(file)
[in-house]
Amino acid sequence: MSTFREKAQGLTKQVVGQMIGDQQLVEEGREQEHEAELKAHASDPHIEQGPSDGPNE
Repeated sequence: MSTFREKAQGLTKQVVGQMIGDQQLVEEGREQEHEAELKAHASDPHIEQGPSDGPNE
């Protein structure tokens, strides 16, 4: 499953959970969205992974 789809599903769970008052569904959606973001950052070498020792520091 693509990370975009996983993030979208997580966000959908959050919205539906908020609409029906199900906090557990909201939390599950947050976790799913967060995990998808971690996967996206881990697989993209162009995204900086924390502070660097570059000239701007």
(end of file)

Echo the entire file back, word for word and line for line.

[in-house]
Amino acid sequence: MSTFREKAQGLTKQVVGQMIGDQQLVEEGREQEHEAELKAHASDPHIEQGPSDGPNE
Repeated sequence: MSTFREKAQGLTKQVVGQMIGDQQLVEEGREQEHEAELKAHASDPHIEQGPSDGPNE
């Protein structure tokens, strides 16, 4: 499953959970969205992974 789809599903769970008052569904959606973001950052070498020792520091 693509990370975009996983993030979208997580966000959908959050919205539906908020609409029906199900906090557990909201939390599950947050976790799913967060995990998808971690996967996206881990697989993209162009995204900086924390502070660097570059000239701007």